Franken: From the Front Lines of Controversy to, Well, the Front Lines of Controversy
Al Franken, soon to be the junior senator from Minnesota, is no stranger to controversy after spending the last eight months fighting Sen. Norm Coleman (R-Minn.) over the results of last November’s election. But if Franken thinks he’ll find things any more restful in Washington, he should think again.
That’s because the soon-to-be-sworn-in freshman is slated to take seats on both the Senate Judiciary and the Health, Education, Labor and Pensions Committees — the two panels that just happen to be on the front lines of the Democrats’ priorities for the rest of the year.
First, there’s the thorny debate over health care reform, which the HELP committee has already officially begun — but which also remains a long way from over. Then there’s the process to seat Sonia Sotomayor on the Supreme Court, which will launch in the Judiciary panel. And finally, there’s the ideologically charged battle over the labor-friendly Employee Free Choice Act, a fight set to begin this summer in the HELP Committee.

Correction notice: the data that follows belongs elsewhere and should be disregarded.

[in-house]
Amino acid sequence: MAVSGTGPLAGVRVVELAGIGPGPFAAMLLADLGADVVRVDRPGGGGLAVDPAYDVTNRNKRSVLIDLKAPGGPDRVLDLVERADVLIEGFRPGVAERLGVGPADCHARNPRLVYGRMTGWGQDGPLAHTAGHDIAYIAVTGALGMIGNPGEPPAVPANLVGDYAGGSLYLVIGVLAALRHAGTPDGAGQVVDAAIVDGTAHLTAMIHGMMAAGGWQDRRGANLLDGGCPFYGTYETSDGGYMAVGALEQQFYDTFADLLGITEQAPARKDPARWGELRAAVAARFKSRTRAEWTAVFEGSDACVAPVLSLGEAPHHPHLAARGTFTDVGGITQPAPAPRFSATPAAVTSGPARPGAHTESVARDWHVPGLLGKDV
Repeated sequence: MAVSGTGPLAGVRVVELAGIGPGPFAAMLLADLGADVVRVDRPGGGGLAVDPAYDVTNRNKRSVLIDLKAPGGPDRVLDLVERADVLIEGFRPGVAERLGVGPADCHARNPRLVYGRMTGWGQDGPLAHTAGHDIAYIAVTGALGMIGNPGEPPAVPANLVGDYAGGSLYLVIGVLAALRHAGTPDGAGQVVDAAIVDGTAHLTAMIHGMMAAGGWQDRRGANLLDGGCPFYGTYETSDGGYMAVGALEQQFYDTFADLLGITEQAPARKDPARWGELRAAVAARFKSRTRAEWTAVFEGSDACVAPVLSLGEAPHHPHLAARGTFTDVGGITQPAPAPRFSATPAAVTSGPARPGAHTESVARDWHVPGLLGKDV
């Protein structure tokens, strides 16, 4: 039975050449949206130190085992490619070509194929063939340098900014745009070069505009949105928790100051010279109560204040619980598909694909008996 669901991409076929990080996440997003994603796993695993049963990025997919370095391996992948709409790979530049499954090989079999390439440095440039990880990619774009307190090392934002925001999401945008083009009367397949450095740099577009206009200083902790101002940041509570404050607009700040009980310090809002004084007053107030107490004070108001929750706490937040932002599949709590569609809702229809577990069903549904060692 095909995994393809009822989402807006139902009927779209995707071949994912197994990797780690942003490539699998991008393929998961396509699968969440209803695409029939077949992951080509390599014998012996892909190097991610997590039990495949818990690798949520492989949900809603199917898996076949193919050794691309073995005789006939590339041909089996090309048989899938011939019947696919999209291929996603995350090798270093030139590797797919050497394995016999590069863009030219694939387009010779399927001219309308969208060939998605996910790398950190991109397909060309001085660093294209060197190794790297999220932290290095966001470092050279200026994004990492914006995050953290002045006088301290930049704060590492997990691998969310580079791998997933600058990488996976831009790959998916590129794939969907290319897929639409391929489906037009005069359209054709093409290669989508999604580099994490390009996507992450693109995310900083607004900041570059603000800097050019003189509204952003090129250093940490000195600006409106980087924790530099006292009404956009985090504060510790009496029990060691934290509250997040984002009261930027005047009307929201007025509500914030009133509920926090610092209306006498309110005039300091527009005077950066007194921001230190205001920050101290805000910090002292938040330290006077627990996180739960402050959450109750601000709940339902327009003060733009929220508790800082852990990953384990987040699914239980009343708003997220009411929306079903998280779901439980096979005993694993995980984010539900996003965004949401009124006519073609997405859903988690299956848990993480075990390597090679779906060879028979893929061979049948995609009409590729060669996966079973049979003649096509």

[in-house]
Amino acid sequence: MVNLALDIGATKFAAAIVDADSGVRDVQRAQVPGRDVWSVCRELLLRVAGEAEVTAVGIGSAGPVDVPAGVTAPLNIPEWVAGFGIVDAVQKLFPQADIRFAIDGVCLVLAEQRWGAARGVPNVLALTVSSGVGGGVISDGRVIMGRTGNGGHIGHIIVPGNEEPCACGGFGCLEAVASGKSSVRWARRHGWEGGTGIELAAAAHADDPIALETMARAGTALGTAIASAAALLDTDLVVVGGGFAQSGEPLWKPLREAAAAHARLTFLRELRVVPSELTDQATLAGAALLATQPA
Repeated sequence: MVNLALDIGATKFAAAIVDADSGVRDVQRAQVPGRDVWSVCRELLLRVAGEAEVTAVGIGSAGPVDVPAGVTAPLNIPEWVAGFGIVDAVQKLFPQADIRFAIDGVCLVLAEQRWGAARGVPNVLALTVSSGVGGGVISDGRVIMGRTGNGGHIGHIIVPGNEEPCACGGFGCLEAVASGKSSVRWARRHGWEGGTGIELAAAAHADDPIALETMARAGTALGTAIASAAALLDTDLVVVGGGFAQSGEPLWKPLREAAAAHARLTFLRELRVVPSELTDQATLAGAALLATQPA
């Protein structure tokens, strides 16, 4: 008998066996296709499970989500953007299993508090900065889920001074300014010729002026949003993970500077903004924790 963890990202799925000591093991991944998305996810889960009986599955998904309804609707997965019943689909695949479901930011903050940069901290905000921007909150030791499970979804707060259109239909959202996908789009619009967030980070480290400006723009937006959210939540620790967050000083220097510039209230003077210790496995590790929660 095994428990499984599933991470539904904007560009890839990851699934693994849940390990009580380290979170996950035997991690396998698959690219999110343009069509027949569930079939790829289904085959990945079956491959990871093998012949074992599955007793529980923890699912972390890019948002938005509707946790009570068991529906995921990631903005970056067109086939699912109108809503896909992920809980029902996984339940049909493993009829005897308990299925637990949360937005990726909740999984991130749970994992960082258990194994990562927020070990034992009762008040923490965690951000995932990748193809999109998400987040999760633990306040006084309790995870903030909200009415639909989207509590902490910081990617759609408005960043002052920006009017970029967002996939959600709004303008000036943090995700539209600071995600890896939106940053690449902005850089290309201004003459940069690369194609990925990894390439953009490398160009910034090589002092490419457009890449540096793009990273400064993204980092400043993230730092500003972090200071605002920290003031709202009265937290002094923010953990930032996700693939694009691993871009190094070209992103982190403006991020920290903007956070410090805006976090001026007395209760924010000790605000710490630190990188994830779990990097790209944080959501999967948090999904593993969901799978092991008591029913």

Franken will also sit on the Special Committee on Aging and the Indian Affairs panel.